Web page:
Skip to main content

Local artist inks contract for private studio in Appleton

Storied art career leads Carli Ihde to independent tattooing opportunity

share arrow printer bookmark flag

January 24, 2024

APPLETON — With the way art has been a permanent fixture in Carli Ihde’s life, it’s perhaps fitting for her art itself to be permanently affixed.

Though her professional chalk drawings may fade from the pavement, and her cable-televised carved pumpkins are only a seasonal medium, Ihde’s artistic talents have found a way to truly last: tattooing.

“Out of all the jobs I’ve had, (tattooing) is the best job in the world,” Ihde said.

With the opening of Carlieyed Tattoo, Ihde said she has a new home for her tattooing passion.

Located at 1515 West Wisconsin Ave. in Appleton, Ihde said Carlieyed — the phonetic spelling of her full name — Tattoo represents the next step in her artistic evolution, independence and expression.

“It felt correct,” she said. “I was excited to build something from the ground up and have it be purely me.”

Drawing interest
Ihde said she’s been tattooing professionally for five years, though her artistic track record traces back to toddlerhood.

“I always tell people I won my first art contest when I was three years old,” she said. “It was ‘Daddy’s New Shoes,’ and it was a picture of my dad wearing bunny slippers. He never owned bunny slippers. (My mom) sent it to a parenting magazine, and I won, I think, $150. I think I’ve been riding that high ever since.”

Ihde, who grew up in Suamico, said her mother was an art teacher, instilling a love of art in her and her sisters at an early age.

“Our family was very much, ‘oh, you want to watch a movie? Why don’t you draw instead,'” she said. “We weren’t allowed to have video games — it was, ‘why don’t you create something?’ So, we did art throughout our whole lives.”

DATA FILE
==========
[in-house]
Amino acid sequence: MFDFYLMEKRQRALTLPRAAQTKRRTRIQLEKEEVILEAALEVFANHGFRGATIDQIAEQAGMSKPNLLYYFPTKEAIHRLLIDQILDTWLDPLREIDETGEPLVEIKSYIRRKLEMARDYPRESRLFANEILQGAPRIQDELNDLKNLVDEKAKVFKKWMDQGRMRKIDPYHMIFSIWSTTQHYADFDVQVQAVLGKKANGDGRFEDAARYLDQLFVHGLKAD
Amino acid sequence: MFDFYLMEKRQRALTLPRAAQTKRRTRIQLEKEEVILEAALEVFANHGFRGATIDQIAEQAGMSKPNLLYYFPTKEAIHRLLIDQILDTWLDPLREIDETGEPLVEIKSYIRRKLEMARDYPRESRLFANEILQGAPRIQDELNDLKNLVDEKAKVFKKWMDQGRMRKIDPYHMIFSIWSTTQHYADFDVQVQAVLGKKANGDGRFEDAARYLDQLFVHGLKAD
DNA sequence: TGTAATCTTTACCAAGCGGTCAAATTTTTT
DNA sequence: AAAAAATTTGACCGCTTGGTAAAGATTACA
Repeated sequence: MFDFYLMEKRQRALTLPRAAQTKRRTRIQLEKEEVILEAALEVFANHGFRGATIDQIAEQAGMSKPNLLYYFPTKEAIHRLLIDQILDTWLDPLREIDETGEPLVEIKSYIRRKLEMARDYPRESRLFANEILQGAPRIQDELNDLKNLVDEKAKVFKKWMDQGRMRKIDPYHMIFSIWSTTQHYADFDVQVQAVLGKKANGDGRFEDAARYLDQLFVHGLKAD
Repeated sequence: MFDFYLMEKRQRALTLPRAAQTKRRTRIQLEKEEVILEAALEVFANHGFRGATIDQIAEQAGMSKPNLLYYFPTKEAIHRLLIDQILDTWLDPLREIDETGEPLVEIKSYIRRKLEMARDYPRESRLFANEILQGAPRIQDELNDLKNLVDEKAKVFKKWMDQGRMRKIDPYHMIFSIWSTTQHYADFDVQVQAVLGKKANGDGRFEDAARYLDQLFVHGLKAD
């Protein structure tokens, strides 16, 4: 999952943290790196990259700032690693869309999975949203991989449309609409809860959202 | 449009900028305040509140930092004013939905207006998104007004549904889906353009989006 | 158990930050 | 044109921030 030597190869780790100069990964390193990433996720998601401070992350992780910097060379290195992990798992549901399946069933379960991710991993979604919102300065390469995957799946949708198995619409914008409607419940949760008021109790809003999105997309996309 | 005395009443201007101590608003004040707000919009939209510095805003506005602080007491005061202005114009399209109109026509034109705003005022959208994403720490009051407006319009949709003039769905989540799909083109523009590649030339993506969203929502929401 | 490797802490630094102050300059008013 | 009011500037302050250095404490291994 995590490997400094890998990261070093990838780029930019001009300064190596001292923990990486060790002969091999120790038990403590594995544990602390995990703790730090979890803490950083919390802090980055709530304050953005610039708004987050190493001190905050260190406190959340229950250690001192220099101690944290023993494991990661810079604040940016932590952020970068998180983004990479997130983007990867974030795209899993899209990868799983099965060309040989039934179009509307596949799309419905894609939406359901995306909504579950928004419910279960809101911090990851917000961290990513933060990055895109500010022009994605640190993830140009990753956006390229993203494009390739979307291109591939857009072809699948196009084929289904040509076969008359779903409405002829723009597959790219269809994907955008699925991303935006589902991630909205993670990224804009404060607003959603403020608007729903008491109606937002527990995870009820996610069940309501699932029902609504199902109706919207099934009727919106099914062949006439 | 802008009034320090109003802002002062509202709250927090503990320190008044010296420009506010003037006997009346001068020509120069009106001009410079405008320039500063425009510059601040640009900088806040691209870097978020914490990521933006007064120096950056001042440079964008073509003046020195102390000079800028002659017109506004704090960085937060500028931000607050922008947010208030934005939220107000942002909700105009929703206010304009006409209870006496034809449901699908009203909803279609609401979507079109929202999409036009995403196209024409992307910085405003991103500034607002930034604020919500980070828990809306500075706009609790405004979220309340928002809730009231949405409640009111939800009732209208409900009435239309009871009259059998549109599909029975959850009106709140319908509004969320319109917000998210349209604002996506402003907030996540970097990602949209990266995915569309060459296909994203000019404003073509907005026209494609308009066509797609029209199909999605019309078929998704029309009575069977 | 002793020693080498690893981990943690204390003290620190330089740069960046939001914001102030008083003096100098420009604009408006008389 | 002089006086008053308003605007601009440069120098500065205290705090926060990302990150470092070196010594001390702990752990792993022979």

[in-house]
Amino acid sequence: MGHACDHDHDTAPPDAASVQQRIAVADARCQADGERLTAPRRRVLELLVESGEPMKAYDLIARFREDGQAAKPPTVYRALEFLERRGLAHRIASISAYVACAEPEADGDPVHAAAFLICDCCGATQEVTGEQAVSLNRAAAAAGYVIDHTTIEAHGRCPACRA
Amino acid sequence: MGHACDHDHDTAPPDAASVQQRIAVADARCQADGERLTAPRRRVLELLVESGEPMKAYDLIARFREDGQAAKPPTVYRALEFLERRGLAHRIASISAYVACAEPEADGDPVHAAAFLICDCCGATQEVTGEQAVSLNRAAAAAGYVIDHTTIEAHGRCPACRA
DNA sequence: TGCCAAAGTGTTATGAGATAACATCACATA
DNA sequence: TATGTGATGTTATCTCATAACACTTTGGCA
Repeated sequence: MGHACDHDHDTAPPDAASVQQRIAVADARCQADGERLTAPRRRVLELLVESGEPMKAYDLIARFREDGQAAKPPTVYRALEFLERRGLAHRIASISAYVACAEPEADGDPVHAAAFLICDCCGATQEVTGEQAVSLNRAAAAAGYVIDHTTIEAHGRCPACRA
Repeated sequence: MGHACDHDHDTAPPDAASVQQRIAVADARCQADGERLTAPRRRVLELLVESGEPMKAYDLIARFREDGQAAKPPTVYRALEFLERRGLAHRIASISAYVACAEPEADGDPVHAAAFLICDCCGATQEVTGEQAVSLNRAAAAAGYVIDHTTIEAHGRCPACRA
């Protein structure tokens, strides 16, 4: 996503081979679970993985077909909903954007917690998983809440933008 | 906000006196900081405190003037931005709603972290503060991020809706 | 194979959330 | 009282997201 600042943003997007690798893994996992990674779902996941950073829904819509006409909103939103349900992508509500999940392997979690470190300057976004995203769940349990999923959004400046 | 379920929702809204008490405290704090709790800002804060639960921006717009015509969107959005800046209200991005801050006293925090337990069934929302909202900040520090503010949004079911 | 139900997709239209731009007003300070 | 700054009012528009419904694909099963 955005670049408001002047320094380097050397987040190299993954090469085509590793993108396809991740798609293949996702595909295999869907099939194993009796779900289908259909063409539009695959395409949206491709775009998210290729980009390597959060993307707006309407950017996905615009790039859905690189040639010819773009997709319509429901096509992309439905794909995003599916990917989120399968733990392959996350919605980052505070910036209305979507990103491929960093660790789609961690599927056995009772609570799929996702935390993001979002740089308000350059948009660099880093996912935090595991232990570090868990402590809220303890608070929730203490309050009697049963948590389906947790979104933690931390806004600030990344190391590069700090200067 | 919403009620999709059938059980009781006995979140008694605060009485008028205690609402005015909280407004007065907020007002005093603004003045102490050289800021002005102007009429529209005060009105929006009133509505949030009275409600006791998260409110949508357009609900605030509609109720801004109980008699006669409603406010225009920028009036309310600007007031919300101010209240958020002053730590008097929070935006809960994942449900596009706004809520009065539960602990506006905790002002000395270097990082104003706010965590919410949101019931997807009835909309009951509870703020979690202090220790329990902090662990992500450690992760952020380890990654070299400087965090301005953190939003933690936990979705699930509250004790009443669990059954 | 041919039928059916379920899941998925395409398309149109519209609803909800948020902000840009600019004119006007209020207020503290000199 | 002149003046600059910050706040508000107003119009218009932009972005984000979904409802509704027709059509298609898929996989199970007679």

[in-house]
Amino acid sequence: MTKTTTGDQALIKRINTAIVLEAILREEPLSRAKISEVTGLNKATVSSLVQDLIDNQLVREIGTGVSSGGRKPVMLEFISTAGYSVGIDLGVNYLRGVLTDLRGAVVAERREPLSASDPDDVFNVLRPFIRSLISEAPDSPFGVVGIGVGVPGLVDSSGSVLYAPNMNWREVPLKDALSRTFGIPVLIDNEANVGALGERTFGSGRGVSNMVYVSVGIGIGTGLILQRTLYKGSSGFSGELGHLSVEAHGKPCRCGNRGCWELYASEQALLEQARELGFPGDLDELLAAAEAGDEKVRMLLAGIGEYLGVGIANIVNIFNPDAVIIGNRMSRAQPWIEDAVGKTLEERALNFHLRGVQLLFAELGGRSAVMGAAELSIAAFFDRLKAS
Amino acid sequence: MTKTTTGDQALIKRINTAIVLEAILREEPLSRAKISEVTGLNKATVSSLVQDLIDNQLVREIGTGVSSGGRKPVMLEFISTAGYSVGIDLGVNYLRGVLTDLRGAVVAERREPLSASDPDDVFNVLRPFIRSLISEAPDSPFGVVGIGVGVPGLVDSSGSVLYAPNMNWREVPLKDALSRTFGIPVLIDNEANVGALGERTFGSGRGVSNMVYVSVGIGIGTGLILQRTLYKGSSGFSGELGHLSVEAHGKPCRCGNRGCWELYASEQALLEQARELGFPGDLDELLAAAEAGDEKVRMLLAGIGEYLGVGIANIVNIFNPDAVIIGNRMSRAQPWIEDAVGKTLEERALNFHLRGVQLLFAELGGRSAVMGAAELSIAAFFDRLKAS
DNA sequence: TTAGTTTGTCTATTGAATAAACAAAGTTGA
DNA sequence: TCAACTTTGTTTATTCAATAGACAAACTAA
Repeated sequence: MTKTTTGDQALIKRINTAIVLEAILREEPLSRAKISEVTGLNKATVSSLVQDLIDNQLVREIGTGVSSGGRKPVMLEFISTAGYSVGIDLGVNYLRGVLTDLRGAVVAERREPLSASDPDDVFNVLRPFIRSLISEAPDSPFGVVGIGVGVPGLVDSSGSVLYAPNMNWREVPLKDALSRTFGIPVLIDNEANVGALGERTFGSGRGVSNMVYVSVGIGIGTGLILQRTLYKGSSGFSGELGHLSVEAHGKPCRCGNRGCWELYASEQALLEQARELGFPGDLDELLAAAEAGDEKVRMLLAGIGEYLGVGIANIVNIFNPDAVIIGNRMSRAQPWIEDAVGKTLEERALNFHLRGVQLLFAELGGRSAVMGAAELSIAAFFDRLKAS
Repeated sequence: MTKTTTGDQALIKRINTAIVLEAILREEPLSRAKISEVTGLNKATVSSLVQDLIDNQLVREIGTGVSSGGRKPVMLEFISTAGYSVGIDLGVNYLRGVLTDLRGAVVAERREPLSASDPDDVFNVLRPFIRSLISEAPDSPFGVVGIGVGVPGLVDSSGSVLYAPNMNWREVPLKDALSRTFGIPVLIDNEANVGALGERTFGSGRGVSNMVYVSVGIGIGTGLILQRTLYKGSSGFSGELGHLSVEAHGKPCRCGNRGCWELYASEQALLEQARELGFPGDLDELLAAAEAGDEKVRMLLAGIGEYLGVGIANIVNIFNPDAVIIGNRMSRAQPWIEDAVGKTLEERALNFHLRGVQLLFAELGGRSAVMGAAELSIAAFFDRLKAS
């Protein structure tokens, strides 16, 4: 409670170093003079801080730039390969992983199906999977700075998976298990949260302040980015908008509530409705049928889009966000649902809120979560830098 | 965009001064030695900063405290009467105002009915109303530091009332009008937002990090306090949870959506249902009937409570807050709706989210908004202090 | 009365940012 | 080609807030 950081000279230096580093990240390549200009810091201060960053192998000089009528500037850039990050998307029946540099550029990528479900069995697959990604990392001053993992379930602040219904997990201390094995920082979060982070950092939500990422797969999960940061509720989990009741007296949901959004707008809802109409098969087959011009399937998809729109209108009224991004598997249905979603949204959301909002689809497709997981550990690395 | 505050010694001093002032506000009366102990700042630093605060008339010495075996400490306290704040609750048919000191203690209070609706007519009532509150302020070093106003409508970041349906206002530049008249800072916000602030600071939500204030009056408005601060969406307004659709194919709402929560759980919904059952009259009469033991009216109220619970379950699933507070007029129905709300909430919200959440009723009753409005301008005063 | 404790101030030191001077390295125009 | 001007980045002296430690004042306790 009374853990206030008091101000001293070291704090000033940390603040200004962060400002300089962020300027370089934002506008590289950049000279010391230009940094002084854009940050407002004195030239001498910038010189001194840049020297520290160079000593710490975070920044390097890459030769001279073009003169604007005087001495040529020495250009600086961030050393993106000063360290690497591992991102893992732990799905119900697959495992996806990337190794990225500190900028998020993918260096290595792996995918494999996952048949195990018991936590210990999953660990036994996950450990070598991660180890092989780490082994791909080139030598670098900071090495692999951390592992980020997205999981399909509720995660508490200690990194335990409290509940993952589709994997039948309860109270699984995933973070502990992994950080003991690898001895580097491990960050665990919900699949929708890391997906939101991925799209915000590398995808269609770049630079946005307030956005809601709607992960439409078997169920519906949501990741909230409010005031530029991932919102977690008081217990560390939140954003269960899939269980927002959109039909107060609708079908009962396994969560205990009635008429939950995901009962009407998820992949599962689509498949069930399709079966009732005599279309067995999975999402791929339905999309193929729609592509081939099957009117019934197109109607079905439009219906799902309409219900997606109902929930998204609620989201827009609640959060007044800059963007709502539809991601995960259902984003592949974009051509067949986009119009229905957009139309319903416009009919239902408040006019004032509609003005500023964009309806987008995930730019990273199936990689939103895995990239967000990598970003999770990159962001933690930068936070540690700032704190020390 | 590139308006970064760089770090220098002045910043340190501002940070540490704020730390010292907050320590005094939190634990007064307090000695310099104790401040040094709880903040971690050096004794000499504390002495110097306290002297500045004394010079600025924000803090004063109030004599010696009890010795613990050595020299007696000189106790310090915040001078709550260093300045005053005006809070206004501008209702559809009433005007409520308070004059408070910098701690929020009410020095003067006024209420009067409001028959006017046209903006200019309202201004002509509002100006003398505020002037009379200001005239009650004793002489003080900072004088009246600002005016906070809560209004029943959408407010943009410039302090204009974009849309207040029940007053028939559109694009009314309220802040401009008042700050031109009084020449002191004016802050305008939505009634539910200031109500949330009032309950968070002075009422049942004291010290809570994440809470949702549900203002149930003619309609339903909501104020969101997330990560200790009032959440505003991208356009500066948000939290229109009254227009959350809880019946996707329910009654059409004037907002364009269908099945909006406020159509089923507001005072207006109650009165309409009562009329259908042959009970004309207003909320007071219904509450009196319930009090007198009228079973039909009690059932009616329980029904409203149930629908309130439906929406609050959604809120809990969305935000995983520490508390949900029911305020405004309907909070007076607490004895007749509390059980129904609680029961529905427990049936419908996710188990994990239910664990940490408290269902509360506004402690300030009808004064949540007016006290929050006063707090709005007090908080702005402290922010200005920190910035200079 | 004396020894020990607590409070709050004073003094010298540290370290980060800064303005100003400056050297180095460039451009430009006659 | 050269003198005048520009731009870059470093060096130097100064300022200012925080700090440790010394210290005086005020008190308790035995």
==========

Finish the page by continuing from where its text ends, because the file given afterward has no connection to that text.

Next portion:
Ihde said her skills continued to earn recognition when at age 13 she was hired as a freelance illustrator for a local publication’s kids’ section.

Not long after, Ihde said her family started a new venture — which at the time was new to Wisconsin: applying henna tattoos at public events.

She said all of their henna work was performed freehand, without stencils — unwitting practice for her future profession.

As Ihde’s talents garnered attention throughout her teens, she said she began to consider her post-high school plans.

“I wanted to do storyboarding for animated film, where you lay out how everything’s going to be, and tell the story,” she said. “I put a lot of movement into all of my work. I try to have some gestures with the illustrations.”

While researching potential colleges that taught storyboarding, she said she found The Kubert School, a private technical school in Dover, New Jersey, focused on cartoon and graphic art.

Drawing inspiration from her comic book days, Carli Ihde said she specializes in illustrative style — but also works in realism and micro realism. Submitted Photo

“They are a school completely run by comic book illustrators,” she said. “I thought, ‘okay, storyboarding and comics are kind of the same thing.’ And it ended up working out great.”

At The Kubert School, Ihde said she took intensive classes covering all aspects of comics, including narrative art, layout, inking and lettering.

And though Ihde said she had only read a few choice comics and graphic novels, she prevailed on her strong work ethic.

“It was a hard school — (it has) one of the highest dropout rates of any art college in the world,” she said. “We started and there were 97 people in our class, and by the time we graduated, there were only 23 of us. I think two or three of us were women.”

Upon completion of the three-year program, Ihde said graduates earned interviews with Marvel and DC Comics.

From Ihde’s interviews, she said she was hired by Vertigo Comics, an imprint for DC that published titles including “Preacher,” “The Invisibles,” “Y: The Last Man” and runs of “Swamp Thing” and “Sandman.”

Among the titles Ihde said she illustrated were “Hellblazer” and “Constantine,” as well as “Womanthology,” an all-female production featuring writer Robin Furth, Stephen King’s personal research assistant.